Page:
I feel like this is an Obama moment for Jacinda – when pragmatism and the “job at hand” become the driving factors of her political direction over and above the idealism that may have originally got her into politics.
    When leadership changes from being the idealistic vision we project onto someone to the reality that they are just someone doing a difficult job with constraints, limitations and disappointment.
    Saying that it does feel like a huge body blow to long term Labour supporters but I think it goes much deeper and wider than Jacinda or even the current Labour leadership.
    Across the NZ electorate there is a chasm of economic ignorance and by that I mean macro economics – sure lot’s of Kiwi’s run businesses or household budgets – but it is this very perspective that blinds them to the big picture.
    Without a broader and fairer tax base going into the future and with the share of national income going to labor in decline – it is possible that the very assets being protected now from CGT may lose value in the long run as government engagement in the economy shrinks.
    If this happens – the value of property and business assets will become less reliable.
    For example – rental subsidies to low income house holds may have to go to reduce government spending which will immediately reduce the available pool of tenants who can pay market rents.
    The money available to councils to develop and maintain the types of infrastructure and environment that supports and sustains the value of business and property assets will also decline and costs pushed onto individuals.
    Between to 1852 and 1879 in NZ you could only vote in elections if you were male (presumably European), over 21 and an owner or leaseholder of property. Universal suffrage for men over 21 was introduced in 1879 and for women in 1893.
    Ultimately providing a tax free form of income to a small segment of your asset owning citizens and then refusing to allow non property owning citizens to have a say on this takes us back to NZ’s pre 1879 form of democracy.
    It is an inversion of the “no taxation without representation” concept. Asset owners in NZ get “representation without taxation” as things currently stand.
    I don’t understand why this can’t be explained to the NZ public by a strong leader with good communication skills.

  9. Great Post @ CR.
    Clear and direct. A shiver must surely be galloping up the spine of winston peters’s bent little back.
    It’s too late to introduce a CGT anyway. The traps are sprung. There are too many people now having been lured into the inhuman position of being ‘I’m alright Jack.” while they walk past the homeless, while people are living in garages and cars.
    What is a CGT in reality? It’s a myth. It’s a complex logical fallacy. When the gargantuan foreign banks are here making more off us than anywhere else? Any tax, any increase in salaries and wages, any improvement in our way if life will ultimately be siphoned off by Them.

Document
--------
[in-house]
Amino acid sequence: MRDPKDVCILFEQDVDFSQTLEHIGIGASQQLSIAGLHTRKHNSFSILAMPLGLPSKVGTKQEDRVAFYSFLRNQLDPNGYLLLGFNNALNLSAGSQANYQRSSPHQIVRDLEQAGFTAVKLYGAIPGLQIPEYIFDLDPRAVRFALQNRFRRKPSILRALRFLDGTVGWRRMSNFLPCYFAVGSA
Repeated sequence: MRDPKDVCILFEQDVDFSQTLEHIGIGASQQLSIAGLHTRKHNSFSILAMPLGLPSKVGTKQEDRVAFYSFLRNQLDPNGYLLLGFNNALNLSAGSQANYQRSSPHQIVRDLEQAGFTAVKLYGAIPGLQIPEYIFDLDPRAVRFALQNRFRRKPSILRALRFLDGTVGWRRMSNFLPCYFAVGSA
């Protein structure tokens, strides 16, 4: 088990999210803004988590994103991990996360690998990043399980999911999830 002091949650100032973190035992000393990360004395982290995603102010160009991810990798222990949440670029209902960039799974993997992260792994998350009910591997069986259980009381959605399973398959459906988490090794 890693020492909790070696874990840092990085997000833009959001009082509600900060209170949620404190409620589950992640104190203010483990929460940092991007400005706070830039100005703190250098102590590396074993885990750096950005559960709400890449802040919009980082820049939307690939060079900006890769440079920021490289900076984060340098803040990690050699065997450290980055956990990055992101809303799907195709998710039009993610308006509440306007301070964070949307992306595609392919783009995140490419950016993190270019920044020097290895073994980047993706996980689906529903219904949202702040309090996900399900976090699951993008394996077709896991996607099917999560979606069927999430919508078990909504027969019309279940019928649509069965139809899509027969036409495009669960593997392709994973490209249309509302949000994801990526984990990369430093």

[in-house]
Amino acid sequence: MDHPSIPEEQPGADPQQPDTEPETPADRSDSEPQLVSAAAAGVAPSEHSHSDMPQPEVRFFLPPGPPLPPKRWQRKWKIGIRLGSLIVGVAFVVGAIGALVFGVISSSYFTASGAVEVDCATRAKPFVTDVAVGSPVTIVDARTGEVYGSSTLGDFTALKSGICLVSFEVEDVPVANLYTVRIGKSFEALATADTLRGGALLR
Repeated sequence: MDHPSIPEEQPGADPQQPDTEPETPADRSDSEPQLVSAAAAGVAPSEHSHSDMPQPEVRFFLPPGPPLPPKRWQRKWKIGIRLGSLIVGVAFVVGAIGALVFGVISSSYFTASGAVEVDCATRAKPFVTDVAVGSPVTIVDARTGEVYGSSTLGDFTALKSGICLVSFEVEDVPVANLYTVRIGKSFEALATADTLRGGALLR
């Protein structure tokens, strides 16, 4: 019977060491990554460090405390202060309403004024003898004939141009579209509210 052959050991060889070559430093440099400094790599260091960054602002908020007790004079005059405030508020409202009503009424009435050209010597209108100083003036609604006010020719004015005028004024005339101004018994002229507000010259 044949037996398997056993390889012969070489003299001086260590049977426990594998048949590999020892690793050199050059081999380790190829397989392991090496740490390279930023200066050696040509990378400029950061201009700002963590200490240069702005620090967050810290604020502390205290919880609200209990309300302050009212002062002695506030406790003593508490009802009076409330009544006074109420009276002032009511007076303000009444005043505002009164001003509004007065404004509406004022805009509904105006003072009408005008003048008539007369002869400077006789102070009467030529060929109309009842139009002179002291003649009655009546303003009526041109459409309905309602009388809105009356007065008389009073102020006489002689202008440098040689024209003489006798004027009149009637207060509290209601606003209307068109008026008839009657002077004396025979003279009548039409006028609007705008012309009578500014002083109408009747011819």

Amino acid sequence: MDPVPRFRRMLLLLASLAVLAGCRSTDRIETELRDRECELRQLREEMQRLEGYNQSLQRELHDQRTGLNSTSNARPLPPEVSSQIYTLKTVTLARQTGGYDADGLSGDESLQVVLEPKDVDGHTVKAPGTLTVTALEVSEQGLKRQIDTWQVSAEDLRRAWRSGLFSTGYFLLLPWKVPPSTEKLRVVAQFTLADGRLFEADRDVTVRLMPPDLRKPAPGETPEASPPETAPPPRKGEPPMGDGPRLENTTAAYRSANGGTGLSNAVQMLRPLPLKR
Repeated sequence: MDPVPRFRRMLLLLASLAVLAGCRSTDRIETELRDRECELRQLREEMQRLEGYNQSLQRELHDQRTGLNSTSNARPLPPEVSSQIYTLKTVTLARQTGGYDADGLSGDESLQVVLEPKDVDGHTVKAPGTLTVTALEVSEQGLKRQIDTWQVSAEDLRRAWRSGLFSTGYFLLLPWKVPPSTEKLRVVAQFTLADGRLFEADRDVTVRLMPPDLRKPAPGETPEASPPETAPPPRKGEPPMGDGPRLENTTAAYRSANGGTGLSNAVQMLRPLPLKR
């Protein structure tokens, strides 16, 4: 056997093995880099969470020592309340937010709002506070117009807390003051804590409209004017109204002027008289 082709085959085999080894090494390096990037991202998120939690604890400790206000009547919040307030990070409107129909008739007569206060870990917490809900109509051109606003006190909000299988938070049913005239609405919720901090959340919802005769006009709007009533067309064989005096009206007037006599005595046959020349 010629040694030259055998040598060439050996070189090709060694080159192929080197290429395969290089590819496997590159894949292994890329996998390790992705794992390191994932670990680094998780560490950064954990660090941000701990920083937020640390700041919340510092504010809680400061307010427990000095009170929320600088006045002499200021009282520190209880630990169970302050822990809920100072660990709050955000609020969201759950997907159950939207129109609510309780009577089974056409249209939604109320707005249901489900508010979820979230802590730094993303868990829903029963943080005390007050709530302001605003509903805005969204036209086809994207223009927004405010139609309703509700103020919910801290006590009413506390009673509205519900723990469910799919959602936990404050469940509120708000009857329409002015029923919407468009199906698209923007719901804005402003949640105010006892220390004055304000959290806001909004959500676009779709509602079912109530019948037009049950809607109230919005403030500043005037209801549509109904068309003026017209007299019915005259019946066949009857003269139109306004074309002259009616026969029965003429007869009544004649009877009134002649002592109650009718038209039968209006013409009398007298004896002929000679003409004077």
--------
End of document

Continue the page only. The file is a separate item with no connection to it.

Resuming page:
Never mind our politicians. They don’t matter. They pretend they do and wouldn’t you? On $ix easy figures plus entitlements and reimbursements and generous pensions? And all you had to do was lie, then maintain that lie for as long as you can? These are modern times. It’s de rigueur in fact. It’s entirely fashionable and acceptable to lie and decieve. As equally as it’s so to walk past the wretched and suffering homeless living in our city’s streets. The abnormal has become normal.

    Before any changes to our tax system, the banksters must go.
    winston peters? MMP was created for him. MMP’s the perfect syringe to use to inject his Machiavellian-logical fallacy objectives into us at the behest of his masters.
    Below, is an interesting interview with the ever awesome Noam Chomsky.
    He details how majorities are easily led by their predjudices and beliefs into voting for those whom they might not otherwise. Sounds like MMP to me.

    https://boingboing.net/2019/04/20/useful-idiots-r-us.html

    • “when gargantuan foreign banks are making more off us then anywhere else”

      The answer to the foreign banks is simple, no revolution needed, go along to your local TSB bank branch and open an account with a wholly new zealand owned bank. If you are not with the TSB already stop crying and act

  10. “.. even though Fortune Magazine this week said Jacinda Ardern was the second most powerful leader in the world, that would make Winston the first.”

    Question:
    You’re in a race and you pass the second person, what position are you now in? lol

  11. Just imagine if we had had MMP in 84..squalid old Roger would have been ” rogered”. System is working methinks.

    • I always thought that MMP, after years of rejection while Social Credit was pushing it, caught on when the electorate saw how it would have stymied rogernomics as the minor parties would have rejected it. FPP gave the govt absolute power.
      So we brought in MMP to prevent a government ever having the absolute power to make such diabolical changes to our again . Only to make it almost impossible for any government ever to reverse it. That seems to have been the case.
      D J S

      • The country has a lot to thank Winston and NZF for otherwise the country would be in an even bigger mess than it is now under the previous National & Labour Governments ?

    • Of course it was a smart political decision.

      1. Old white people determine governments
      2. Old people didn’t want a CGT
      3. If you want to be in government, it’s not politically smart to support a CGT